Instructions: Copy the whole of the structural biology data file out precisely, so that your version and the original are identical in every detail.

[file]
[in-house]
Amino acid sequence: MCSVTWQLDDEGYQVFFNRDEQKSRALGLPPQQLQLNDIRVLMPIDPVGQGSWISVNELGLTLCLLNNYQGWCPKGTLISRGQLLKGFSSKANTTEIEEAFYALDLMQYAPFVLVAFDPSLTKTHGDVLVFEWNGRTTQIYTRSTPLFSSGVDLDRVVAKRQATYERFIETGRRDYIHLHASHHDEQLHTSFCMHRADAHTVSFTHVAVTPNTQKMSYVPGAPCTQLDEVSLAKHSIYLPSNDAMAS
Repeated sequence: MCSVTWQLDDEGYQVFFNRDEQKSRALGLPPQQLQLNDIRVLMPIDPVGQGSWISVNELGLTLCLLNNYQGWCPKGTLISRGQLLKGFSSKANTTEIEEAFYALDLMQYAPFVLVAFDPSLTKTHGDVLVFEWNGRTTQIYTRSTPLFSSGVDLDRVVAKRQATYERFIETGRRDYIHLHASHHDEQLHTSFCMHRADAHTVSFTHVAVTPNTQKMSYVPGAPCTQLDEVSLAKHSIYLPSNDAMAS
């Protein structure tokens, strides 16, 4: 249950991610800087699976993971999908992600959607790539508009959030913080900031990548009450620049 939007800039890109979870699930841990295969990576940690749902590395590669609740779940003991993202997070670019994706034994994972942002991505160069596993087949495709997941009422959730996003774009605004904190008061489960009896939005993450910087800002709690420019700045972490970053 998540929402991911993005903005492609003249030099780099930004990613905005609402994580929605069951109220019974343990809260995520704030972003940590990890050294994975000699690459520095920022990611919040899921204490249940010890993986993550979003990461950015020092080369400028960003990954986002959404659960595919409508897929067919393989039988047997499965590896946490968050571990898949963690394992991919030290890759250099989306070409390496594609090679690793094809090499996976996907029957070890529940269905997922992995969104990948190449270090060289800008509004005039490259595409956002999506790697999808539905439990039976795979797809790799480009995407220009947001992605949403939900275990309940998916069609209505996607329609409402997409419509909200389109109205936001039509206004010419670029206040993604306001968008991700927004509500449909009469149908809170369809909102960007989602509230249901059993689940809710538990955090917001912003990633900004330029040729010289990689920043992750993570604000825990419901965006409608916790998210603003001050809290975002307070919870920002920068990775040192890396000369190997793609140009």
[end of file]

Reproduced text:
[in-house]
Amino acid sequence: MCSVTWQLDDEGYQVFFNRDEQKSRALGLPPQQLQLNDIRVLMPIDPVGQGSWISVNELGLTLCLLNNYQGWCPKGTLISRGQLLKGFSSKANTTEIEEAFYALDLMQYAPFVLVAFDPSLTKTHGDVLVFEWNGRTTQIYTRSTPLFSSGVDLDRVVAKRQATYERFIETGRRDYIHLHASHHDEQLHTSFCMHRADAHTVSFTHVAVTPNTQKMSYVPGAPCTQLDEVSLAKHSIYLPSNDAMAS
Repeated sequence: MCSVTWQLDDEGYQVFFNRDEQKSRALGLPPQQLQLNDIRVLMPIDPVGQGSWISVNELGLTLCLLNNYQGWCPKGTLISRGQLLKGFSSKANTTEIEEAFYALDLMQYAPFVLVAFDPSLTKTHGDVLVFEWNGRTTQIYTRSTPLFSSGVDLDRVVAKRQATYERFIETGRRDYIHLHASHHDEQLHTSFCMHRADAHTVSFTHVAVTPNTQKMSYVPGAPCTQLDEVSLAKHSIYLPSNDAMAS
């Protein structure tokens, strides 16, 4: 249950991610800087699976993971999908992600959607790539508009959030913080900031990548009450620049 939007800039890109979870699930841990295969990576940690749902590395590669609740779940003991993202997070670019994706034994994972942002991505160069596993087949495709997941009422959730996003774009605004904190008061489960009896939005993450910087800002709690420019700045972490970053 998540929402991911993005903005492609003249030099780099930004990613905005609402994580929605069951109220019974343990809260995520704030972003940590990890050294994975000699690459520095920022990611919040899921204490249940010890993986993550979003990461950015020092080369400028960003990954986002959404659960595919409508897929067919393989039988047997499965590896946490968050571990898949963690394992991919030290890759250099989306070409390496594609090679690793094809090499996976996907029957070890529940269905997922992995969104990948190449270090060289800008509004005039490259595409956002999506790697999808539905439990039976795979797809790799480009995407220009947001992605949403939900275990309940998916069609209505996607329609409402997409419509909200389109109205936001039509206004010419670029206040993604306001968008991700927004509500449909009469149908809170369809909102960007989602509230249901059993689940809710538990955090917001912003990633900004330029040729010289990689920043992750993570604000825990419901965006409608916790998210603003001050809290975002307070919870920002920068990775040192890396000369190997793609140009």